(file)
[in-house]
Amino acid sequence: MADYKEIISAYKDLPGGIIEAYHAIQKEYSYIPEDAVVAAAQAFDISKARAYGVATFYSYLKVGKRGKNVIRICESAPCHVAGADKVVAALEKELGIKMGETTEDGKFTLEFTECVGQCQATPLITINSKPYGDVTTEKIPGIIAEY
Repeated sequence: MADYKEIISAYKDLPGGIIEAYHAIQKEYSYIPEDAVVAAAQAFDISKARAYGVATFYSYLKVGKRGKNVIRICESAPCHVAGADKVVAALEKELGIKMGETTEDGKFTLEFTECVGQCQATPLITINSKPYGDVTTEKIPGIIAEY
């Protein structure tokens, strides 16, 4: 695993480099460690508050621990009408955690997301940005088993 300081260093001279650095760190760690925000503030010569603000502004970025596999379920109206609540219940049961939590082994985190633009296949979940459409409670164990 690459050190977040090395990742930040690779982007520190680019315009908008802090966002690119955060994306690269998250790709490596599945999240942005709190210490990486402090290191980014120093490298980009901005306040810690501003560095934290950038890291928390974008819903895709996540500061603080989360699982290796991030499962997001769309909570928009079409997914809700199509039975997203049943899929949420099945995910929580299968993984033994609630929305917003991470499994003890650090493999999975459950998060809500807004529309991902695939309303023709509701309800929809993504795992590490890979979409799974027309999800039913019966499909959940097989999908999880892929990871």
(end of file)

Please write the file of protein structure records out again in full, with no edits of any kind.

[in-house]
Amino acid sequence: MADYKEIISAYKDLPGGIIEAYHAIQKEYSYIPEDAVVAAAQAFDISKARAYGVATFYSYLKVGKRGKNVIRICESAPCHVAGADKVVAALEKELGIKMGETTEDGKFTLEFTECVGQCQATPLITINSKPYGDVTTEKIPGIIAEY
Repeated sequence: MADYKEIISAYKDLPGGIIEAYHAIQKEYSYIPEDAVVAAAQAFDISKARAYGVATFYSYLKVGKRGKNVIRICESAPCHVAGADKVVAALEKELGIKMGETTEDGKFTLEFTECVGQCQATPLITINSKPYGDVTTEKIPGIIAEY
């Protein structure tokens, strides 16, 4: 695993480099460690508050621990009408955690997301940005088993 300081260093001279650095760190760690925000503030010569603000502004970025596999379920109206609540219940049961939590082994985190633009296949979940459409409670164990 690459050190977040090395990742930040690779982007520190680019315009908008802090966002690119955060994306690269998250790709490596599945999240942005709190210490990486402090290191980014120093490298980009901005306040810690501003560095934290950038890291928390974008819903895709996540500061603080989360699982290796991030499962997001769309909570928009079409997914809700199509039975997203049943899929949420099945995910929580299968993984033994609630929305917003991470499994003890650090493999999975459950998060809500807004529309991902695939309303023709509701309800929809993504795992590490890979979409799974027309999800039913019966499909959940097989999908999880892929990871």